Monthly Archive:: August 2012

Album Review: Donny Hathaway – Live + In Performance

Take the crowd command of Isaac Hayes in his prime, the soulful melodicism of Steve Wonder at his peak, and the musical chops of, say, Billy Preston, and what do you get? Well, one thing you might get is the 1972 album Donny Hathaway Live. A mere eight songs, and originally on a single vinyl

Album Review: The Electric Prunes – The Complete Reprise Singles

Rock historians have rightly made the point that one of the many ways in which The Beatles changed the music business was by ushering in the era of the self-contained group. Before them, as the story goes, most acts were a front person and a group of backing musicians often assigned (and controlled) by the

Album Review: Joe Jackson – The Duke

Tribute albums are, quite often, dodgy things. Many are ill-conceived and/or put together with profit as the only motive. I know of one recent tribute album in particular that really perplexed me: admittedly, the artists being paid tribute did indeed have a number of hits and critically-lauded songs several decades ago. But the artists paying

Off the Road Yet On the Road: A Talk with Alvin Lee, Part Two

Continued from Part One… Bill Kopp: The title and cover art of your new album Still On the Road to Freedom overtly reference your 1973 collaboration with Mylon LeFevre. Beyond the text and visuals, what is the connection between the two records? Alvin Lee: There’s not really a connection. The only connection is that in

Off the Road Yet On the Road: A Talk with Alvin Lee, Part One

Guitarist Alvin Lee first rose to international prominence with his band Ten Years After. The band’s performance of “I’m Going Home” is a highlight of both the Woodstock film and the accompanying soundtrack. The band enjoyed a number of hits – most notably 1971’s “I’d Love to Change the World.” In 1973 Lee stepped out

Album Review: Grateful Dead – Dick’s Picks #31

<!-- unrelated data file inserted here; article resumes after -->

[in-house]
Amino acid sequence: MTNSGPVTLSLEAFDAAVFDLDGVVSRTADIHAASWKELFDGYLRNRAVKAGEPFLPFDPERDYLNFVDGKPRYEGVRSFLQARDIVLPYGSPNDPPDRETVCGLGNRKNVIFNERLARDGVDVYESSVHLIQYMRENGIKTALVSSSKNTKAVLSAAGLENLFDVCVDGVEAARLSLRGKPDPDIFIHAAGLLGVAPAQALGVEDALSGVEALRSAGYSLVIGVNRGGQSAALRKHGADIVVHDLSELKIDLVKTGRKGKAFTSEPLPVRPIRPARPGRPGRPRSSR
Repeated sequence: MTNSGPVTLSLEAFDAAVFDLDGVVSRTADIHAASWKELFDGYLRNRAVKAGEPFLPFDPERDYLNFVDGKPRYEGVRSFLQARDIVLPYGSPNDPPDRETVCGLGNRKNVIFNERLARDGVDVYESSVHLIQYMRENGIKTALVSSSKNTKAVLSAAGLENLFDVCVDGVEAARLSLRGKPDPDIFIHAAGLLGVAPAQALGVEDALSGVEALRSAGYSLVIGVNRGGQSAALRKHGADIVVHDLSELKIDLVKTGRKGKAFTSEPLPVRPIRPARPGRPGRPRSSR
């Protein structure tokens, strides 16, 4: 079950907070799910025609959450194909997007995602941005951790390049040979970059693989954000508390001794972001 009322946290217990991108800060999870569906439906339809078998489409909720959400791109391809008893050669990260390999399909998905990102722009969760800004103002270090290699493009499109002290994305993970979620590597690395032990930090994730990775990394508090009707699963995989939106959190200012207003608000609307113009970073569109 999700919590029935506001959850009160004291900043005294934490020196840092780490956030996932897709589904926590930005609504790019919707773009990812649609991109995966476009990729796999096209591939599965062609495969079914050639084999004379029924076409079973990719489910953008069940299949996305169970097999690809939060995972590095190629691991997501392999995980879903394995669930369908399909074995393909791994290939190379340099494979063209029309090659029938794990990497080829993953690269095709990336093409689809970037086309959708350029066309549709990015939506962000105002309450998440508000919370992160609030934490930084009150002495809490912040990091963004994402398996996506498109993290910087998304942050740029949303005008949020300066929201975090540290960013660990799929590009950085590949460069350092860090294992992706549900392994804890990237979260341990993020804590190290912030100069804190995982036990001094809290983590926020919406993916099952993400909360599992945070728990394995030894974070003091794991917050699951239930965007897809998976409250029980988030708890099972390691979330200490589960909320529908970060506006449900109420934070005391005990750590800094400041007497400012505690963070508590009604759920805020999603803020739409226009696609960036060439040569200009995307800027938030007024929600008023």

I had a minor epiphany recently. After years of slagging The Grateful Dead and their fans, I found a live album that led me to say to myself, “Aha…so this is what they find so special about the Dead.” As I’ve mentioned more than a few times, I like the Grateful Dead’s studio work (I

Tiki-lounging with Merrell Fankhauser

Merrell Fankhauser‘s name is not as well-known as some others from the rock era, but he’s been an important force in the development of both surf and psychedelia. Outside of record-collecting circles, Fankhauser’s name is recognized thanks to an excellent profile/interview in Richie Unterberger‘s 1998 book Unknown Legends of Rock’n’Roll. But thanks to a clutch

Album Review: The Higher State – The Higher State

It is with some amusement that I turn to the words of that 21st century philosopher: “There’s an old saying in Tennessee — I know it’s in Texas, probably in Tennessee — that says, ‘fool me once, shame on…shame on you. Fool me…you can’t get fooled again.’” Back in 2010 I reviewed an album called

20 Questions with Van Dyke Parks

In Fall 2011 I got the opportunity to see Van Dyke Parks in a rare concert tour date. The following morning, he and I met for coffee, during which we enjoyed a long and fascinating conversation. On the strength of that resulting piece – as well my previous features for them – Shindig! Magazine asked

Album Review: Galahad – Battle Scars

File Galahad under that growing list of accessible progressive rock acts that had (up to now) escaped my notice. Apparently they’ve been around for some years; their debut In a Moment of Complete Madness came out way back in 1993. Of course, had I heard them at the time, I might have dismissed them entirely: